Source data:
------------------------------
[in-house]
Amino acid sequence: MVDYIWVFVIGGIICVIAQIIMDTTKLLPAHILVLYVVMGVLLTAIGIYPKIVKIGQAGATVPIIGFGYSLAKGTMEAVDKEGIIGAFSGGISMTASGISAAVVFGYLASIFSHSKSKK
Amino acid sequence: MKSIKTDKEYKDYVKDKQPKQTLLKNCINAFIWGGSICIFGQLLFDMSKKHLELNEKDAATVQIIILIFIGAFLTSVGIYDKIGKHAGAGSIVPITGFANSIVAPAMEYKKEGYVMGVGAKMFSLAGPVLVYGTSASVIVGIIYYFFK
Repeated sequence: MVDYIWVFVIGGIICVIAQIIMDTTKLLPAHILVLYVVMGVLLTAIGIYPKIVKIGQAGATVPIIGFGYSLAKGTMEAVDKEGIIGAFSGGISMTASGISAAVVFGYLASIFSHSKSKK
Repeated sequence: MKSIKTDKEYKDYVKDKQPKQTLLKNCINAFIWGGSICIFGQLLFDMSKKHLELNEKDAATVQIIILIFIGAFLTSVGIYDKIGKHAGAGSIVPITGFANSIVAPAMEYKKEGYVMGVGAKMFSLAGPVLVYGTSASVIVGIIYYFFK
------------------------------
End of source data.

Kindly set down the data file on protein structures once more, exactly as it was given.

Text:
[in-house]
Amino acid sequence: MVDYIWVFVIGGIICVIAQIIMDTTKLLPAHILVLYVVMGVLLTAIGIYPKIVKIGQAGATVPIIGFGYSLAKGTMEAVDKEGIIGAFSGGISMTASGISAAVVFGYLASIFSHSKSKK
Amino acid sequence: MKSIKTDKEYKDYVKDKQPKQTLLKNCINAFIWGGSICIFGQLLFDMSKKHLELNEKDAATVQIIILIFIGAFLTSVGIYDKIGKHAGAGSIVPITGFANSIVAPAMEYKKEGYVMGVGAKMFSLAGPVLVYGTSASVIVGIIYYFFK
Repeated sequence: MVDYIWVFVIGGIICVIAQIIMDTTKLLPAHILVLYVVMGVLLTAIGIYPKIVKIGQAGATVPIIGFGYSLAKGTMEAVDKEGIIGAFSGGISMTASGISAAVVFGYLASIFSHSKSKK
Repeated sequence: MKSIKTDKEYKDYVKDKQPKQTLLKNCINAFIWGGSICIFGQLLFDMSKKHLELNEKDAATVQIIILIFIGAFLTSVGIYDKIGKHAGAGSIVPITGFANSIVAPAMEYKKEGYVMGVGAKMFSLAGPVLVYGTSASVIVGIIYYFFK